“What’s Going On Here?”
1 Samuel 16:1-13
Chilmark Community Church –UMC
September 6, 2015
From time to time, Armen and I have the pleasure of house sitting for friends who live above Squibnocket Pond.
From the living room window I can see the glittering water, the hills and stone walls, the movement of the sun across the sky, the dunes in the distance, Noman’s Island – – and I can revel in the silence there. Paradoxically, the view everyday is both unchanging and continually changing across the hours from sun up to sun down
All that nature serves as a perfect foil for the themes in the reading from 1st Samuel because a lot of the stories and traditions in the 1st and 2nd books of Samuel pose the theological problem of the unchanging changeability of God. The stories raise questions about the character of a God who does not change and yet changes all the time – – a God who resists any fixed notions that humans may have about the predictability of divine movement and influence.
Gail Godwin has written a novel called “Finishing School”. Near the beginning of the book she describes a penetrating and telling conversation between two characters, Justin, the narrator, and Ursula. Ursula is speaking to Justin:
“There are two kinds of people,” she once decreed to me emphatically. “One kind you can tell just by looking at them at what point they congealed into their final selves. It might be a very nice self, but you know you can expect no more surprises from it. Whereas, the other kind keeps moving and changing. With these people you can never say, ‘X stops here,’ or ‘Now I know all there is to know about Y.’ That doesn’t mean they are unstable. Ah, no, far from it. They are fluid. They keep moving forward and making new trysts with life, and the motion keeps them young. In my opinion, they are the only people who are still alive. You must be constantly on your guard, Justin, against congealing.”
And so it is with coming to terms with how we understand any biblical text and ultimately, how we come to know God and ourselves. For the most part we have learned to read the Bible in bits and pieces. Parts of the Bible are so familiar to us that we think we know all there is to know about what those parts mean. The stories and the message have become congealed. So for a few minutes this morning, perhaps we can approach the ancient witness fluidly, assuming nothing. We will probably not gain a true and accurate, complete and final reading, but perhaps just some elusive insight just for today. Next week or next year, the same text might raise very different questions and understandings.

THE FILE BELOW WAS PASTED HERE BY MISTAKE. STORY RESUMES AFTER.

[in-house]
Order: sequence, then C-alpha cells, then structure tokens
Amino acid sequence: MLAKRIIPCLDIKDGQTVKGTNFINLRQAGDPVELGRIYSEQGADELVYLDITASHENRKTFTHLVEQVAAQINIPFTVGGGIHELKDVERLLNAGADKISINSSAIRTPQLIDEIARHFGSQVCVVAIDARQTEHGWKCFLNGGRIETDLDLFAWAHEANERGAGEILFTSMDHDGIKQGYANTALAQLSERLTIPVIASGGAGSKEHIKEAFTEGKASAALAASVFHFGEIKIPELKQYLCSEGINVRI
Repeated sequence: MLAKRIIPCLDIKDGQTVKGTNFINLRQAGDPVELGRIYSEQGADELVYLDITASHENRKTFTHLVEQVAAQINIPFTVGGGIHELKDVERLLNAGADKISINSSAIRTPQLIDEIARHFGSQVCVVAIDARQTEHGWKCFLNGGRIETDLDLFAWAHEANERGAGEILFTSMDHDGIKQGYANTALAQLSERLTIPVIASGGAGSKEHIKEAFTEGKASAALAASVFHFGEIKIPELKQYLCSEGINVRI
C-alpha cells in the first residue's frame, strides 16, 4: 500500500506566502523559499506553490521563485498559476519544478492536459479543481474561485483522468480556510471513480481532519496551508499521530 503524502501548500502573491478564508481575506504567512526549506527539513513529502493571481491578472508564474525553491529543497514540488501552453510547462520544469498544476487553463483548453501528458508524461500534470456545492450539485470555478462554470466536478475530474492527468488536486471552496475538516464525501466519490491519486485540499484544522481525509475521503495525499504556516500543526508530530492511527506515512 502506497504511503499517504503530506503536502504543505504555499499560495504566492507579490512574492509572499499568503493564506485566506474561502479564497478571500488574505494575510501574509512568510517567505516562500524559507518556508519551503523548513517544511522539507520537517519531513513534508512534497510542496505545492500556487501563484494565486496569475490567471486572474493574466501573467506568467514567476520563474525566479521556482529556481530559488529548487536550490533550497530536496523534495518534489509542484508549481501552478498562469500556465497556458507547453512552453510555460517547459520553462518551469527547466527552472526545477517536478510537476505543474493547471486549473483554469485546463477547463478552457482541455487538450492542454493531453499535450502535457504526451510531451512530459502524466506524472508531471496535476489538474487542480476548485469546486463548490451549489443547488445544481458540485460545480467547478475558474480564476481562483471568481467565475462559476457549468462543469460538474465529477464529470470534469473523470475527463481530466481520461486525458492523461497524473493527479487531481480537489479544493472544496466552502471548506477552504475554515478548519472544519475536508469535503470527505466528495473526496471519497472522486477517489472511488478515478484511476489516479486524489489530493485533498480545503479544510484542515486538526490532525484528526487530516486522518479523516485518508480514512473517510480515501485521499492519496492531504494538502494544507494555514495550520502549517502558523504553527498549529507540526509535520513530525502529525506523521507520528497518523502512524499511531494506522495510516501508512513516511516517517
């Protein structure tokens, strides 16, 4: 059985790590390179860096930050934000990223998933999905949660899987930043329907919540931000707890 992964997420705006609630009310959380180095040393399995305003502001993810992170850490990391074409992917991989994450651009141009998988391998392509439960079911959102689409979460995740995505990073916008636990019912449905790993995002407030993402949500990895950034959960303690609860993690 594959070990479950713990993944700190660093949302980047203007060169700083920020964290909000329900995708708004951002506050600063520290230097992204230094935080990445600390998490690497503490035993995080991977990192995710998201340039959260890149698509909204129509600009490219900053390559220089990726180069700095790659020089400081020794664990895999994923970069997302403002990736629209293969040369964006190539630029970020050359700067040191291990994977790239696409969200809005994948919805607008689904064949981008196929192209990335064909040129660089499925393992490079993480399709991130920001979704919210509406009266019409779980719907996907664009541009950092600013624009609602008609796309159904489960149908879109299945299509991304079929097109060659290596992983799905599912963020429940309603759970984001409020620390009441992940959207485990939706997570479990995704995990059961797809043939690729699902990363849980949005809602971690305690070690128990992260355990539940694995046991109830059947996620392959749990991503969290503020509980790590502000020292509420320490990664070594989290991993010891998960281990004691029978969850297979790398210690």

It almost seems like we are jumping on a moving train in the first verse where God says to Samuel: “How long will you grieve over Saul??? I have rejected him from being king over Israel.” Generations of Israel’s colorful and complex history have led to this point. In a nutshell, after many generations in the wilderness under the leadership of Moses, followed by many more generations of struggle to gain a foothold in the promised land under first Joshua and then under a variety of other tribal leaders, Israel begged God to provide them with a king. God chooses Samuel, a priest and a prophet, to find and anoint this king – who turns out to be Saul. The arrangement works for a very brief while, but at some point, Saul loses his ability to lead. His charisma begins to disappear – -and God decides a new king is needed. It will, again be Samuel’s responsibility to find and anoint the one whom God has chosen. In the process, Samuel grieves over Saul. And I wonder what this means? Is Samuel grieved by his own failure as a leader? – – He was the one who anointed Saul in the first place. Is Samuel grieved because he has failed God in some way? Or is his grief personal? Perhaps he has sympathy for Saul who is about to be relieved of his kingship? We don’t know for sure. What we do know is that God directs Saul to get over it and move on. This might be a point where we could ask “What’s going on here?”
Do we have here an instance of an unchanging God having a change of mind and heart? We are not even out of the 1st verse and God says to Samuel: “Go to Jesse, the Bethlehemite, for I have provided for myself a king from among his sons. The Hebrew word ra’ah which is translated as “I have provided” may also be translated as “I have seen”. So we might ask “Does God see a kingly possibility that is already there?” or “ Does God actively work to provide the king that God needs?” Which way is the truth about God? The questions keep the text and us from congealing. The answer has to remain fluid.
Whichever translation we choose, it is clear that the anointing of David is not a happenstance event. As Samuel follows the commands of the fluid God, the anointing of David will not be a historical accident or a political stratagem.